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Net's New Year resolution: Outlaw spam

Rising angst over junk e-mail has the majority of the Internet population in favor of outlawing it, a new study shows.

Rising angst over junk e-mail has the majority of the Internet population in favor of outlawing it, a new study shows.

Web users are more annoyed than ever

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by the continuous flood of unsolicited bulk e-mail sent to in-boxes every day; 80 percent of Internet users surveyed said they are "very annoyed" by spam, compared with only 49 percent who responded similarly two-and-a-half years ago, according to the latest Harris Poll. As a result of their irritation, an estimated 74 percent are proponents of making bulk e-mail illegal, while only 12 percent are opposed to banning it.

Spam has grown by gigantic proportions in the last year. According to e-mail filtering company Brightmail, the number of spam attacks grew from nearly 2 million in November 2001 to about 5.5 million in the same period of 2002. Each spam attack represents a unique mass mailing of commercial messages.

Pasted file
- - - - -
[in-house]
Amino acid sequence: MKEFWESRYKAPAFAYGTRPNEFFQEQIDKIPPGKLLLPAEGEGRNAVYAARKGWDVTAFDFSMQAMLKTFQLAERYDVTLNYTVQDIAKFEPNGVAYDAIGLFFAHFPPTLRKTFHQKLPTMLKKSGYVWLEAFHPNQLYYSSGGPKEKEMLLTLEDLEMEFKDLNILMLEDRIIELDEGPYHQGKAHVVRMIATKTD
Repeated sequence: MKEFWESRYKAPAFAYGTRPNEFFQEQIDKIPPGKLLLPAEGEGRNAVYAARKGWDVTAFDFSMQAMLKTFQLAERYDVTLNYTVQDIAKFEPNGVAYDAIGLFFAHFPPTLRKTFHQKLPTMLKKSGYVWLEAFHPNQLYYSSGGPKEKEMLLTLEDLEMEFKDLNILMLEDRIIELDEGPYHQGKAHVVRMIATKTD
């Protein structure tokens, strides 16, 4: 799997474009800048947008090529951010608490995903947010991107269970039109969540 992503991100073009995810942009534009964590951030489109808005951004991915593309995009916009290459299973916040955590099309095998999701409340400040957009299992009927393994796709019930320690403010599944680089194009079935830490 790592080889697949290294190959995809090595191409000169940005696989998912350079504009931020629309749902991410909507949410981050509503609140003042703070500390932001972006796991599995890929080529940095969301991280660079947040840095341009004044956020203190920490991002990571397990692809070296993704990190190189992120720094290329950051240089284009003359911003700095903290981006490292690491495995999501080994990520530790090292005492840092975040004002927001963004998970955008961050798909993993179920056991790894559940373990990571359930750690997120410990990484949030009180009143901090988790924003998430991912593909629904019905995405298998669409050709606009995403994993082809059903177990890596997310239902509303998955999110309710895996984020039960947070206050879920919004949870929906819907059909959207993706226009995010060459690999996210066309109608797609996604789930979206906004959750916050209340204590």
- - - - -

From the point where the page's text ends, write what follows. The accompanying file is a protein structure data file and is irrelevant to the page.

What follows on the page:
The crush of spam has cost companies enormously as well. A new study expected Monday estimates that the annual cost of spam to U.S. corporations is $8.9 billion and $2.5 billion for European businesses. U.S. and European service providers shoulder another $500 million in costs, according to market researcher Ferris Research. The figures were reported by the Associated Press.

To tally the figures, researchers factor in the loss of employee productivity in deleting junk e-mail, as well as costs for added bandwidth, technical staff, and servers to support junk mail.

The Harris Poll, which was conducted online by market researcher Harris Interactive, surveyed 2,221 adults, over the age of 18, during the period of Nov. 22 to Dec. 2, 2002.

According to the survey, respondents said that they were most annoyed by pornographic junk mail, followed by financially related pitches.

While consumers' frustration for spam went up, it softened for other common gripes about the Internet, including Web surfing speeds. Those who were typically miffed by "how long it takes to find the Web sites you need" fell from 20 percent to 10 percent, for example. The responses were largely the result of broadband adoption, the report said.